Diffusion Filter

November 6th, 2013, 2pm

It was 20°C with few clouds. The breeze was gentle.

Throughout the day and the evening friends, acquaintances, even strangers would ask, “Were you outside at 2pm today? Wasn’t that the most beautiful light you’ve ever seen?”

The cloud pattern seen above in the photograph of the Jefferson covered all 360 degrees of sky, casting everything and everyone in perfect diffused lighting.

It created an instant community of souls: first I stopped, marveled, grabbed my phone and started snapping photos. Second, I paused and looked around to see if others had been similarly touched by the beauty. Yes, of the 50 or so people milling about the plaza at least a dozen were entranced by the display.

One by one the bedazzlement loosened its grip, and the bedazzled individual looked around for others, desperate that the moment might be shared.

Do we know much about that instinct? Is there something hard-wired into our DNA that persuades us that an experience isn’t real until it is communal?

Are we seeking confirmation, or an innate desire to share? Both/and?

It’s not much of a stretch to posit that such an impulse feeds the streams of social media. Western society seems hobbled by greed and yet the most-used verb on the internet for the last few years is “SHARE” (to Twitter, to Facebook, et al).

Back to the photo: Without exaggeration, people throughout the day would ask, “Were you outside at 2pm?”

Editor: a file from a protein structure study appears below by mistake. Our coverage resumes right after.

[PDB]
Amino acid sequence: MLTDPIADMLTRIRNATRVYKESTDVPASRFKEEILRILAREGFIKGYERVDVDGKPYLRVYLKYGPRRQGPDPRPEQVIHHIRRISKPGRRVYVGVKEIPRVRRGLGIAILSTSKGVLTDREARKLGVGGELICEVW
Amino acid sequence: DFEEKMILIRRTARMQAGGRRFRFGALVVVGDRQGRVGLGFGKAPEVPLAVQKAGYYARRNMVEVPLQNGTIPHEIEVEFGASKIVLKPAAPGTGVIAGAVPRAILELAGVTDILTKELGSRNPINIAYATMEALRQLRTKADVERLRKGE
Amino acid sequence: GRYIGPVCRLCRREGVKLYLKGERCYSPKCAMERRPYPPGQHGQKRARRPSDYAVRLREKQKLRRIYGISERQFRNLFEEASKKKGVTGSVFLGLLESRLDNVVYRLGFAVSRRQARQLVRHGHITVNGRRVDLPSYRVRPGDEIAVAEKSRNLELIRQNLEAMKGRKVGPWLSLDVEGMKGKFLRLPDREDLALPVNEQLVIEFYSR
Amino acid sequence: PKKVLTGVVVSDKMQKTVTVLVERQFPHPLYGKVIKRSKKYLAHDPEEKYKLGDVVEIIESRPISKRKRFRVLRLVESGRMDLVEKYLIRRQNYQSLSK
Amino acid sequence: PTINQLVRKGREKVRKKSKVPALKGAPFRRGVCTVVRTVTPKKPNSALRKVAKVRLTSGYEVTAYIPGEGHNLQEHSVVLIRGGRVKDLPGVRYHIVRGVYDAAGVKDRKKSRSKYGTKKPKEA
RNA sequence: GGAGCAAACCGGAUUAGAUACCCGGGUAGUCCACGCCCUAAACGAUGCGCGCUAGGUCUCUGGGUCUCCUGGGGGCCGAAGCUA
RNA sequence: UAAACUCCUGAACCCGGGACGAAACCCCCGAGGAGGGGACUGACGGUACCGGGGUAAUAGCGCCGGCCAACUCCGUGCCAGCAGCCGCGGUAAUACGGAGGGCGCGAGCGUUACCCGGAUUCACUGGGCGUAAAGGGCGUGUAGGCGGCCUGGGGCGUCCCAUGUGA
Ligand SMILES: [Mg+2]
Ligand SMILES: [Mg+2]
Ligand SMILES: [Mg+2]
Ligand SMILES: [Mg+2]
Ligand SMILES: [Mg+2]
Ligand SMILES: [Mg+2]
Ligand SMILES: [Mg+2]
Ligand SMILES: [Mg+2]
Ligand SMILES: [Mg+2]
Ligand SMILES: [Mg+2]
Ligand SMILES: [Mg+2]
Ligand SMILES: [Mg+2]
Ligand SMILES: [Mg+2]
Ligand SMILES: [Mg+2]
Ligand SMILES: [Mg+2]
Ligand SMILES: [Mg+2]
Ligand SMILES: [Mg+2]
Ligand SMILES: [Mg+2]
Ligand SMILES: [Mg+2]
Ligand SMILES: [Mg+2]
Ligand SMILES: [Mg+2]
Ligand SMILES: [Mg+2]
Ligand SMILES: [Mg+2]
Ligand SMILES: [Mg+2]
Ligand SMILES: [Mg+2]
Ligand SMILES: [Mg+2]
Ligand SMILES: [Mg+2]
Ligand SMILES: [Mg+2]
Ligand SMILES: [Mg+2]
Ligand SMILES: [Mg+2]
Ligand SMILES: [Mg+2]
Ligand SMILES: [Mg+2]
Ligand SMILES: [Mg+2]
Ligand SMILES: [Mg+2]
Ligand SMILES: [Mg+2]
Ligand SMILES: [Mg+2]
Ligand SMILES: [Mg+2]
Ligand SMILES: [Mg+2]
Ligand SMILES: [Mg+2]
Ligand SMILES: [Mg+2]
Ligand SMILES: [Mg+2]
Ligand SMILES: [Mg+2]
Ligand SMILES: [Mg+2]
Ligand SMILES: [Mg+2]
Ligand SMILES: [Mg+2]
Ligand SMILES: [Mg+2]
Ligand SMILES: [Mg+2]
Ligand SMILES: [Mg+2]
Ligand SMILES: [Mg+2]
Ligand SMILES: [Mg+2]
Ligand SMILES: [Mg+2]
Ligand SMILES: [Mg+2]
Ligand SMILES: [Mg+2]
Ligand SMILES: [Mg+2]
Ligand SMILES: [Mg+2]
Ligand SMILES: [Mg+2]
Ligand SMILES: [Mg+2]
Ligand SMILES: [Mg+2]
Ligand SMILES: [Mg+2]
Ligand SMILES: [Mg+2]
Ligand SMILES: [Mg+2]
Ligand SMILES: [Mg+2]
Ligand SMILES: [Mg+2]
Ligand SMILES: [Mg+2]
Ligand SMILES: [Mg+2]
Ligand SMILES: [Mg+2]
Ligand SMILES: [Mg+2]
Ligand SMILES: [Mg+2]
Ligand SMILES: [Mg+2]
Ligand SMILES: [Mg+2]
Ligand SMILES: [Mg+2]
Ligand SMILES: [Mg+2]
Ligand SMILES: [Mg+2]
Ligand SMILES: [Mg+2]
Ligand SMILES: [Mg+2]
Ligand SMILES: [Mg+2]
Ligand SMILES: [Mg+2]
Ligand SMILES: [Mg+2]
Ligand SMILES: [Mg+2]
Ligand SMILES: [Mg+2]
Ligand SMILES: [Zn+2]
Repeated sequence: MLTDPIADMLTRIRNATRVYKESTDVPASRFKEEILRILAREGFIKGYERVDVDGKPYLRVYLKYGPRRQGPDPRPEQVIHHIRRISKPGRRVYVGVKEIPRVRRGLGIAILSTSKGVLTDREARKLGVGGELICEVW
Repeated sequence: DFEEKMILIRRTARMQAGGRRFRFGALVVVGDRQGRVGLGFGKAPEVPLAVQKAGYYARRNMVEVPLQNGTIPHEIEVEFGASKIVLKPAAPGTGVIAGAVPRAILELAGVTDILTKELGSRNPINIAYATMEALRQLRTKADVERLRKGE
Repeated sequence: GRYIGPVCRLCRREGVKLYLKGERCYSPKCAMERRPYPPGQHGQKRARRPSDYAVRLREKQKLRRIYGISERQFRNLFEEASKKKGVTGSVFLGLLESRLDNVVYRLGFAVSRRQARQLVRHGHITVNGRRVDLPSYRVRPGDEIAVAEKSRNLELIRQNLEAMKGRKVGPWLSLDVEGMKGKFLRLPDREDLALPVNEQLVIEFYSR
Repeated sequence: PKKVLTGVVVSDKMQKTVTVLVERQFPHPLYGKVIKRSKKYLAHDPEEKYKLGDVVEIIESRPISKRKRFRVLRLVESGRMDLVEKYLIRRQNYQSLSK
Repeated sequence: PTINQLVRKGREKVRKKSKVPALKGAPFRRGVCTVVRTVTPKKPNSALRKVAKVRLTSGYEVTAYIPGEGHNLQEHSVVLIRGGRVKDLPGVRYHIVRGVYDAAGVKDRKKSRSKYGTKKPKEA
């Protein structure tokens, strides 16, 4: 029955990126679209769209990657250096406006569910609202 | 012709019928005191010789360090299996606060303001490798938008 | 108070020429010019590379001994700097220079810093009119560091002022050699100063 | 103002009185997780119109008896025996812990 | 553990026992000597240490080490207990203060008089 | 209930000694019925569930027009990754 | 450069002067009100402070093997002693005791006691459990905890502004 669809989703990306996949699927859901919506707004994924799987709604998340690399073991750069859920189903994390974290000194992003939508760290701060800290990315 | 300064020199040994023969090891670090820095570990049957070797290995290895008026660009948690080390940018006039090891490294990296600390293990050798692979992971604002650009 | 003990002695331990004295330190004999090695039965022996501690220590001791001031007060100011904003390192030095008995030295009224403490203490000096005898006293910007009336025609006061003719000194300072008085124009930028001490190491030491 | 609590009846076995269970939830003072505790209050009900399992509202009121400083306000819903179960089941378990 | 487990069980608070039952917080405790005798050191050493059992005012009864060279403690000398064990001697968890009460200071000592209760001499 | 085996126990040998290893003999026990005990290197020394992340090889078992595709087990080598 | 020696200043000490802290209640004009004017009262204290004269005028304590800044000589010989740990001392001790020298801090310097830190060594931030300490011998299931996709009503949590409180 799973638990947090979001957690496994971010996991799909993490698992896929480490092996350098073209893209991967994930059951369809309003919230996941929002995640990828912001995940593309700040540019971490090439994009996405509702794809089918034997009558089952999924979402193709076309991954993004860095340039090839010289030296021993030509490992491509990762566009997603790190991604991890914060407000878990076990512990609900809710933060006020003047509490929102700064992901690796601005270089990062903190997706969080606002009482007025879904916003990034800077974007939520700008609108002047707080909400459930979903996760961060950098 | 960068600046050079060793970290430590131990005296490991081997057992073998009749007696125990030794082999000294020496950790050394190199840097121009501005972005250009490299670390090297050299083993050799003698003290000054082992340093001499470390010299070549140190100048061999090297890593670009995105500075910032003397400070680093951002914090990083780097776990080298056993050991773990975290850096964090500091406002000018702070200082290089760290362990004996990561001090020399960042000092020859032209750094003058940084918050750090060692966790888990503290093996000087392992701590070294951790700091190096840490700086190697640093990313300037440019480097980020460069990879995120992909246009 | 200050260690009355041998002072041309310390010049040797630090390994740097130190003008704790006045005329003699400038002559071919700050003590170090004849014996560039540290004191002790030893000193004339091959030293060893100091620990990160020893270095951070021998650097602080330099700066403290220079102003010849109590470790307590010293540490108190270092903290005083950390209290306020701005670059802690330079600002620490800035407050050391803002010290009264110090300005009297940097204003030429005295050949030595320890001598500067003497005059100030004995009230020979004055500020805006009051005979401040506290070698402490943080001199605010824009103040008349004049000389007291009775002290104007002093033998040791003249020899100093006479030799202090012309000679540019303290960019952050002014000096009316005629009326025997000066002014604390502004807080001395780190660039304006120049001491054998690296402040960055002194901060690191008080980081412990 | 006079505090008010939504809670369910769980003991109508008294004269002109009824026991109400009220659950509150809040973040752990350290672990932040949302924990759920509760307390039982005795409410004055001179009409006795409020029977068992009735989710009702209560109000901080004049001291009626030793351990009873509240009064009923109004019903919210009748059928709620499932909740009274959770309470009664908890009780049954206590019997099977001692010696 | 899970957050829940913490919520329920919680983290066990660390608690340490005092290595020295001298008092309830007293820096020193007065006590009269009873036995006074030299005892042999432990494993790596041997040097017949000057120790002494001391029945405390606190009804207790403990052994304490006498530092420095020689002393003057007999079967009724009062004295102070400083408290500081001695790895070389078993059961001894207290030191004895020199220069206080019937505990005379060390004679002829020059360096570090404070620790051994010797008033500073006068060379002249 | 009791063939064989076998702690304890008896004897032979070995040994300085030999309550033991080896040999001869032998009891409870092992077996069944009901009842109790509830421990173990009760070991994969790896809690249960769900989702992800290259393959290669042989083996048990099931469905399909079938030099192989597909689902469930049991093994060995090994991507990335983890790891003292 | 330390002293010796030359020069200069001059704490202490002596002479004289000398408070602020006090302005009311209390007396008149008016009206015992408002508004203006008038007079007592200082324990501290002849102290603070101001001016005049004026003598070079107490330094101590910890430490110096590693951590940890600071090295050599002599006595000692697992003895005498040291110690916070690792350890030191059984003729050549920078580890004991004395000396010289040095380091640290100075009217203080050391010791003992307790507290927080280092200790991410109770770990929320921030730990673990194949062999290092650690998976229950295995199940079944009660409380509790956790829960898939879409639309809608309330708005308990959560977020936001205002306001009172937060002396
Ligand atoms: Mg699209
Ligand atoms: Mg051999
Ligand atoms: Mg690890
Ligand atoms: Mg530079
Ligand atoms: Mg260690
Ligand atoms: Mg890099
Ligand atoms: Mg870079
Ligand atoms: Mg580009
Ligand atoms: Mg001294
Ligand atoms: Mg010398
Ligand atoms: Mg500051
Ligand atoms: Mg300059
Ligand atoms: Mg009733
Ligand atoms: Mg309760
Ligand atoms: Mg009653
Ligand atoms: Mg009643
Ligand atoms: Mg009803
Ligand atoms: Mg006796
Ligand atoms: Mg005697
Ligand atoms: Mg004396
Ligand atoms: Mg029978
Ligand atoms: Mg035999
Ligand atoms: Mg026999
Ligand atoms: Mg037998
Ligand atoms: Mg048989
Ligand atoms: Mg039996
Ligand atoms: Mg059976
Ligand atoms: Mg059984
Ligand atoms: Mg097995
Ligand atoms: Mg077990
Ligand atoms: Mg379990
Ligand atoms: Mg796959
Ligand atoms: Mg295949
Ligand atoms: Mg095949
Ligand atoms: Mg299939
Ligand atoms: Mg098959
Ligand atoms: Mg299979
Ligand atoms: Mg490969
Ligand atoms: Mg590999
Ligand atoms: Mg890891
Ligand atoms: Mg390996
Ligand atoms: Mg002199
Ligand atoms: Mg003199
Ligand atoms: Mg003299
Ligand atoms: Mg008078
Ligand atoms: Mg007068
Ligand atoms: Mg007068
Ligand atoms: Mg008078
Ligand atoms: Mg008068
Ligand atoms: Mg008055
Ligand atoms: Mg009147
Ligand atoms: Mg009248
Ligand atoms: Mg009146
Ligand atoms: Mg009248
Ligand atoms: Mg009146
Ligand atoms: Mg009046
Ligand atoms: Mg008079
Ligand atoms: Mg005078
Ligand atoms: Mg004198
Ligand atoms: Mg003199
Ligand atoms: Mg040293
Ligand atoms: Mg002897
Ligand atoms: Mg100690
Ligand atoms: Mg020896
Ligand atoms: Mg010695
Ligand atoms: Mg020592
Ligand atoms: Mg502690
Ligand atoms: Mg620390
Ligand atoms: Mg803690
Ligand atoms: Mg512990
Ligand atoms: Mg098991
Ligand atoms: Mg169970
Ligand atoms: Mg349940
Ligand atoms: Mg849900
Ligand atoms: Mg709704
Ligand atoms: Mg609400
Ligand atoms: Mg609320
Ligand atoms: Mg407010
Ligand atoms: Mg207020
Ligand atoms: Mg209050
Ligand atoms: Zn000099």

Did I see what I thought I saw?

Are we hard-wired to believe in magic, thus our modern psyche demands we enlist a second set of eyes to confirm “reality”? Do we experience a double reflex of belief and disbelief?

I grapple with a Roman Catholic upbringing. (Recently someone misheard me as saying, “I was braised in the Catholic Church.”) One aspect of such grappling is the recollection of church teachings as an ‘unrelated’ occurrence takes place.

The phrase that emerges as I ponder these thoughts of community, confirmation, belief/disbelief is: “Wherever two or more gather in my name, there I am.”

Will cognitive science someday prove that statement to be true, that a nexus of experience generates a compound we currently define as “transcendence”?

Julian, Craig, Eric, Howard and 8 others said thanks.

Share this moment

John Pull

builder, mentor, maker, traveler

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